By Jason Moscovitz
I don’t drive while visiting family in Israel. I opt for public transportation and, seriously, what a treat that almost always is.
Getting the vibe of any city comes quicker when you are bussing. If you are a good people watcher you see so much. When you ride the same bus routes every day, you start feeling you belong, seeing so many of the same faces and same routines. But what is special in Jerusalem is how every day brings a surprise or two.
One morning a bus – not the one I was waiting for – pulled up by my stop. Through the window I saw the driver was a woman wearing a hijab. I couldn’t recall having ever seen a woman bus driver in Jerusalem, so seeing a Muslim in a hijab certainly caught my attention.
I am confident I saw what I saw, but now I wish I’d boarded that bus to sneak a photo of the driver. Besides having it to assure myself I wasn’t seeing things, I had the thought of sending the photo to Saudi Arabia where women are slowly beginning to have the right to drive a car. Ironic is one word to describe this strange twist. Insane is another.
Most bus drivers in Jerusalem are male, middle-aged, or older. Most are neither friendly nor helpful. Most also drive too fast – but that is a whole other story.
One morning I was on the No. 24 bus when it stopped to pick up waiting passengers. One person looking to board through the back door was a man in a wheelchair. There was a ramp at the back but the driver had to go to the back to manually open it – something this driver didn’t do. Seeing that nothing was happening, a young man took it upon himself to open the ramp.
I recall how the helpful passenger, wearing a kippah, had difficulty getting the ramp to open and how he broke his key prying the latch. When the ramp opened, the disabled man boarded, and the cap-clad driver looked in the rearview mirror and sped off.
On the 24 the next day, I noticed the driver did not fit the norm. He was much younger and was wearing a kippah. While it is not unusual to see Jerusalem transit drivers wearing kippah, what made this driver stand out were his tzitzit hanging over his seat.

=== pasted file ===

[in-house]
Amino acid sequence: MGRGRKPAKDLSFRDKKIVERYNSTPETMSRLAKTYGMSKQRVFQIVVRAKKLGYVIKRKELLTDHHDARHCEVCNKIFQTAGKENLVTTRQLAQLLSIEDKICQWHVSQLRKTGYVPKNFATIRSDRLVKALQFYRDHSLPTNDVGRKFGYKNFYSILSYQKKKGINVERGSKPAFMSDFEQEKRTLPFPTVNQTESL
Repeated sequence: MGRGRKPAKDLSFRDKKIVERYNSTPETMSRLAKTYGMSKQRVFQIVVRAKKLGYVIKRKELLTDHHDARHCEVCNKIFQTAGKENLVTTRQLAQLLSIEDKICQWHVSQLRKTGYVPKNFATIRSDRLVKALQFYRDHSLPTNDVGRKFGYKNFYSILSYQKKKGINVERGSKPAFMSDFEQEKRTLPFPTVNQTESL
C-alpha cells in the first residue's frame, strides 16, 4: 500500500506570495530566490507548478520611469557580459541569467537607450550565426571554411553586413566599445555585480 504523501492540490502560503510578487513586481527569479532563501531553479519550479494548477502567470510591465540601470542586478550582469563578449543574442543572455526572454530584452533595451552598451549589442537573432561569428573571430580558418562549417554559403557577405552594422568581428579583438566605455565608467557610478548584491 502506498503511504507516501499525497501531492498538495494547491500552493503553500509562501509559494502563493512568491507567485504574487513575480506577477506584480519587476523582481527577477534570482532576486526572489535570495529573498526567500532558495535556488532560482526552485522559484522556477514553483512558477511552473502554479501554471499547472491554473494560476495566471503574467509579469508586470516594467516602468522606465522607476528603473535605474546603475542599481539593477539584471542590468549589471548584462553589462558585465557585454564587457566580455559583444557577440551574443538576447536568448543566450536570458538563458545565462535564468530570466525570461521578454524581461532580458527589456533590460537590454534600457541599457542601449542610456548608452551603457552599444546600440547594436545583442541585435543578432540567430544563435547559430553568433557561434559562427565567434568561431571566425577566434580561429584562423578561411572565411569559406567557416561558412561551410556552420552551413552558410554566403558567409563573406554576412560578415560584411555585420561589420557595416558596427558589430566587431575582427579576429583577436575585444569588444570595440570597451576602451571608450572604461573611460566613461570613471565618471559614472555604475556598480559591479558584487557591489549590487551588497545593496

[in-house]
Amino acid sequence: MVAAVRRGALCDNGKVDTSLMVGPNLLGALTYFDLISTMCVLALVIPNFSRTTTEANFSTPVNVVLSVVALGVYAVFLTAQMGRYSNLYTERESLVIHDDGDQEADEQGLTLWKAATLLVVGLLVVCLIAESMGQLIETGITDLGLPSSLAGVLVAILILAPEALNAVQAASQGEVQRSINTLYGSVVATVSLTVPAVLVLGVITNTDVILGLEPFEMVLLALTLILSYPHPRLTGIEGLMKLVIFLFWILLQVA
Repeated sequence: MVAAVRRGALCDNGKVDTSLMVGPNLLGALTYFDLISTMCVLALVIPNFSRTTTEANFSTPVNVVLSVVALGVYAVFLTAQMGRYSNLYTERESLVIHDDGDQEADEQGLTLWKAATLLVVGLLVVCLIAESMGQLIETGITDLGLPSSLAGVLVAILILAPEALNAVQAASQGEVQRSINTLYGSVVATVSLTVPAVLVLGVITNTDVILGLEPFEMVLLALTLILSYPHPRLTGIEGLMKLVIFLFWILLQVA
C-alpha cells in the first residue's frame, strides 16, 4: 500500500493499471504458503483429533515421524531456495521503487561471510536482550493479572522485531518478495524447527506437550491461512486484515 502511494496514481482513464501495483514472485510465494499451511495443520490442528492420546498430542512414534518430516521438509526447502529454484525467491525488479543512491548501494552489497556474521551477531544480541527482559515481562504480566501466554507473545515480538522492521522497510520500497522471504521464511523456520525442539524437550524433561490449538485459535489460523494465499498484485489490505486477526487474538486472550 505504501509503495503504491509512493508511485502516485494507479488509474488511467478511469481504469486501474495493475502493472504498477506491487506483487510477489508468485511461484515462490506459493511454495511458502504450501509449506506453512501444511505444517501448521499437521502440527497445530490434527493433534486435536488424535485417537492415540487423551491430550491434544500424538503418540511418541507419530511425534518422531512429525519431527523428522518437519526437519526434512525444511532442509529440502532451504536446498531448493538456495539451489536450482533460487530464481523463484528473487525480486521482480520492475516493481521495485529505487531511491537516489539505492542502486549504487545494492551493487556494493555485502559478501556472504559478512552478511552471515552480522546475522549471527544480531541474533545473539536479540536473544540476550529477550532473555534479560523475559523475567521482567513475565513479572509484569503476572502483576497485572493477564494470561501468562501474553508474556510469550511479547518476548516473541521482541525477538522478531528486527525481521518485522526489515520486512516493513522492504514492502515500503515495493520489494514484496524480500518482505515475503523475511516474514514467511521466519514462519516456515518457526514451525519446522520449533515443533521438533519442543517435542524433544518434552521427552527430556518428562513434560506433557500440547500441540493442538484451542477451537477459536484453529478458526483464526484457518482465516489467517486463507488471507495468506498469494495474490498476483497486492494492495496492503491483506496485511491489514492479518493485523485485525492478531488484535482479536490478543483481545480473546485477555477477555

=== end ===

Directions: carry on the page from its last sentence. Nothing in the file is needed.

What also set this driver apart was his smile and how he drove at a more reasonable speed. I was liking the ride when I noticed the same man in a wheelchair waiting at the same bus stop. I really liked what I saw next. The driver stopped the bus, put his flashers on, and without hesitation jumped out of his seat to get the ramp down so the man in the wheelchair could board.
It could be the driver was not jaded as his older colleague the day before. Or, maybe, being observant meant doing a mitzvah over and above his job description. What shone brightly was his instinctive willingness to help someone.
I left Jerusalem a week later. It was early morning. It was still dark and it was pouring as I waited for the bus to bring me to the new high-speed train which would get me to Ben-Gurion Airport in 20 minutes. That last day would provide one last surprise.
With a knapsack on my back and a suitcase to lift, a passenger got off the bus to help me with my suitcase. Once aboard, he told me to sit down as he strapped the suitcase into place so it wouldn’t fall off and hurt someone.
When we arrived at the train station, my new best friend didn’t even give me a chance to get my suitcase. He got it right away and carried it off the bus into the train station. I wondered why the young man, who also wore a kippah, was being so attentive to me.
An act of kindness from a stranger is always heartwarming, and to experience and witness mitzvot on my Jerusalem bus rides made me think of their one common denominator: the power of the kippah.